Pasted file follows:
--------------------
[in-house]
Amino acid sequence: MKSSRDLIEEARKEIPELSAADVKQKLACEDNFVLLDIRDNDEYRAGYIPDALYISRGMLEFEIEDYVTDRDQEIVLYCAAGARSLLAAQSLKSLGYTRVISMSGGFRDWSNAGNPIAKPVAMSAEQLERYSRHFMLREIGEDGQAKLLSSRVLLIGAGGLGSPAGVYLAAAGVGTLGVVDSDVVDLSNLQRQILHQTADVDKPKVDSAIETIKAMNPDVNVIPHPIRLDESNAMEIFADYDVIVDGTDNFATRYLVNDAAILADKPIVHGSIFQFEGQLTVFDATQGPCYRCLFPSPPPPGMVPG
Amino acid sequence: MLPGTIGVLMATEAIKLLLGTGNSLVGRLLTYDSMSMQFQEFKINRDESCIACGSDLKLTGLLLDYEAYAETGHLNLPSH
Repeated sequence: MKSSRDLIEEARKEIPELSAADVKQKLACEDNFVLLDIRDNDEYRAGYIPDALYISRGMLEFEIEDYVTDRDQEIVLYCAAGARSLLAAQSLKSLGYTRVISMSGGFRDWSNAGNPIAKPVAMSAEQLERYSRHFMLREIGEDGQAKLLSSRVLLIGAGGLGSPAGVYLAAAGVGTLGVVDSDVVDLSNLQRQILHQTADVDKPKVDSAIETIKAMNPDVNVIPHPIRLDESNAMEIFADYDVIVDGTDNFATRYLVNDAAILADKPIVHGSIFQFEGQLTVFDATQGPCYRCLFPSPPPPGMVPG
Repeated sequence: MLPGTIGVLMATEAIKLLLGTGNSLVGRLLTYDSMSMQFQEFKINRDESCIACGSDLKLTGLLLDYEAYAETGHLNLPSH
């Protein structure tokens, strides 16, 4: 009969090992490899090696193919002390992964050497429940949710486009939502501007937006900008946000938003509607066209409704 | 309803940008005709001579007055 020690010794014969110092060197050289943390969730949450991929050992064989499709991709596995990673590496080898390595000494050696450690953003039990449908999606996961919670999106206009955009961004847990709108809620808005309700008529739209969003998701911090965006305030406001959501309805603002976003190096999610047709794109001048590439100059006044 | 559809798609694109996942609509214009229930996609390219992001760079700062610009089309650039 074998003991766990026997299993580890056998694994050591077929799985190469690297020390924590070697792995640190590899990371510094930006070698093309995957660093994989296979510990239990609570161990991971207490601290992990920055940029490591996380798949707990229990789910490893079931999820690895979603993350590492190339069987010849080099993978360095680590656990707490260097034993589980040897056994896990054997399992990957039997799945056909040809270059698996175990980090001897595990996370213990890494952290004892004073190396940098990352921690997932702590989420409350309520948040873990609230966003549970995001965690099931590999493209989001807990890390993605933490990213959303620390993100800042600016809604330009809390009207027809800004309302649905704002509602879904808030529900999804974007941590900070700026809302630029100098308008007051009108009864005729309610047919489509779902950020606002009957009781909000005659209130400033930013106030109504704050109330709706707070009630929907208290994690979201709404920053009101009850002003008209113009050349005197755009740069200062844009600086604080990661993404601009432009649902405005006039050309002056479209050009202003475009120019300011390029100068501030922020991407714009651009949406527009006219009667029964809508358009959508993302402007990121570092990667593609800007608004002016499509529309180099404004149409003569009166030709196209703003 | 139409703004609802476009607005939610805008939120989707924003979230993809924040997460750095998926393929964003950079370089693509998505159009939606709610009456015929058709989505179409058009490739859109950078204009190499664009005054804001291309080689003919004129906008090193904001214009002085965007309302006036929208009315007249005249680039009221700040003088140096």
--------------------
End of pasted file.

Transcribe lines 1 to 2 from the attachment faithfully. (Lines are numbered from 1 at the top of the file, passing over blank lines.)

[in-house]
Amino acid sequence: MKSSRDLIEEARKEIPELSAADVKQKLACEDNFVLLDIRDNDEYRAGYIPDALYISRGMLEFEIEDYVTDRDQEIVLYCAAGARSLLAAQSLKSLGYTRVISMSGGFRDWSNAGNPIAKPVAMSAEQLERYSRHFMLREIGEDGQAKLLSSRVLLIGAGGLGSPAGVYLAAAGVGTLGVVDSDVVDLSNLQRQILHQTADVDKPKVDSAIETIKAMNPDVNVIPHPIRLDESNAMEIFADYDVIVDGTDNFATRYLVNDAAILADKPIVHGSIFQFEGQLTVFDATQGPCYRCLFPSPPPPGMVPG